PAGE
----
Little is learned either about transsexuals or Alexis Arquette herself in Matthew Barbato's maddeningly unrevealing "Alexis Arquette: She's My Brother." Conceived as a video diary/docu tracing Arquette's decision to undergo sex reassignment surgery, concept is kyboshed by her hot-and-cold attitude not just to filming but to the operation itself -- so after grandly publicizing her decision, she suddenly declares her privates are no one's business. Absolutely true, but why demand the spotlight at the start? Docu is slated for broadcast in late 2007, with possible fest pickups before then.
Little is learned either about transsexuals or Alexis Arquette herself in Matthew Barbato’s maddeningly unrevealing “Alexis Arquette: She’s My Brother.” Conceived as a video diary/docu tracing Arquette’s decision to undergo sex reassignment surgery, concept is kyboshed by her hot-and-cold attitude not just to filming but to the operation itself — so after grandly publicizing her decision, she suddenly declares her privates are no one’s business. Absolutely true, but why demand the spotlight at the start? Docu is slated for broadcast in late 2007, with possible fest pickups before then.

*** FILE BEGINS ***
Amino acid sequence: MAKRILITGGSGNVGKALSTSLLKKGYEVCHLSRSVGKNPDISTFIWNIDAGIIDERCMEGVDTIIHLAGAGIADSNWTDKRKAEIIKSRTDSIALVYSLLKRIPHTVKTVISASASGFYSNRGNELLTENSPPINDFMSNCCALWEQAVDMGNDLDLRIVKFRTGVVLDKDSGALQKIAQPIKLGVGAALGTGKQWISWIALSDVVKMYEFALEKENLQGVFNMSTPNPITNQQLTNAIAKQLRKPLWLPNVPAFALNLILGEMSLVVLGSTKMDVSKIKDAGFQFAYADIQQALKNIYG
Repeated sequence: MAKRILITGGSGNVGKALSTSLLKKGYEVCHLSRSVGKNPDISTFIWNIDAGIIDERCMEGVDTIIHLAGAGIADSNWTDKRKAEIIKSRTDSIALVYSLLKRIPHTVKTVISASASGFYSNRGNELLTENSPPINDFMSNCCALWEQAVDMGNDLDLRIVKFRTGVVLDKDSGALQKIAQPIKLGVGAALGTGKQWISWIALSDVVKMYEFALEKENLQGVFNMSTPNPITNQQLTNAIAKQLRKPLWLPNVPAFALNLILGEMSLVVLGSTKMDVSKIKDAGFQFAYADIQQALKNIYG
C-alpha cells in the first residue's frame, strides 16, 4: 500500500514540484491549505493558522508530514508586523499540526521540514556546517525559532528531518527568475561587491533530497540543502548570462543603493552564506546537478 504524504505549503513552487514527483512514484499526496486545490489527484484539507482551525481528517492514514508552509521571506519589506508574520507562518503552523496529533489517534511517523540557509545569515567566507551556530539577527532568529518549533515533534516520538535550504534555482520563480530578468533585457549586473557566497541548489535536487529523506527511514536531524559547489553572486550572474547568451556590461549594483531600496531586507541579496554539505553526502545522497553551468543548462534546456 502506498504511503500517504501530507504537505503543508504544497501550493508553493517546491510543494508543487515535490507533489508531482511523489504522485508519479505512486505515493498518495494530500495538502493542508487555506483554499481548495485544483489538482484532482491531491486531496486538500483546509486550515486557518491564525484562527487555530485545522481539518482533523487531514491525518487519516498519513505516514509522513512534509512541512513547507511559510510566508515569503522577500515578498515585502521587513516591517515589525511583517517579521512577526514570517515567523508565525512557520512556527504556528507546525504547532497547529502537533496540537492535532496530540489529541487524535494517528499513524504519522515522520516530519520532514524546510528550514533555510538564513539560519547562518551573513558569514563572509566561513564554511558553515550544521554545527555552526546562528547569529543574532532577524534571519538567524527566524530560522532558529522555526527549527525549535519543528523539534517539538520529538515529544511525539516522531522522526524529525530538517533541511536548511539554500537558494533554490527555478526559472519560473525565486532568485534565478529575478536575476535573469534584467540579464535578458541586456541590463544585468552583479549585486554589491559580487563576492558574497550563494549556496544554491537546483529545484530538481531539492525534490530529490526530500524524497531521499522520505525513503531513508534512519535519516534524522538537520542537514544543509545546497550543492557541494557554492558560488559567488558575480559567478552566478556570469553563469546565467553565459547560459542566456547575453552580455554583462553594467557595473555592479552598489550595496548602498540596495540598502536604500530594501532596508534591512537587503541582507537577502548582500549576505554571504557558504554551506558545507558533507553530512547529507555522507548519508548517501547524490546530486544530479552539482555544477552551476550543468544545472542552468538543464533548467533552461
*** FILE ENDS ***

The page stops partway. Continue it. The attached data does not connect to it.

Arquette, born Robert, has been living as a woman for a few years, though only recently decides to have surgery. Bristling at the required psychotherapy, her self-declared inability to open up to anyone somewhat explains the reticence, though as someone who craves attention, her ambivalence is perplexing. Barbato reveals layers of facades rather than the person underneath, while shockingly superficial “friends” offer no additional clues. Family members are glimpsed and discussed but not interviewed, despite title playing up sibling connections.
Alexis Arquette: She's My Brother
An A&E IndieFilms, in association with Channel 4 presentation of a Tigerlily Films (U.K.)/Cactus 3 (U.S.) production. (International sales: ID Distribution, London.) Produced by Nikki Parrott. Executive producers, Julie Goldman, Krysanne Katsoolis, Caroline Stevens, Deirdre O'Hearn. Directed by Matthew Barbato.
Camera (color, B&W, HD), Barbato, Alexis Arquette; editor, Nick Fenton; music, Tara Creme. Reviewed at Tribeca Film Festival (Discovery), April 30, 2007. Running time: 70 MIN.
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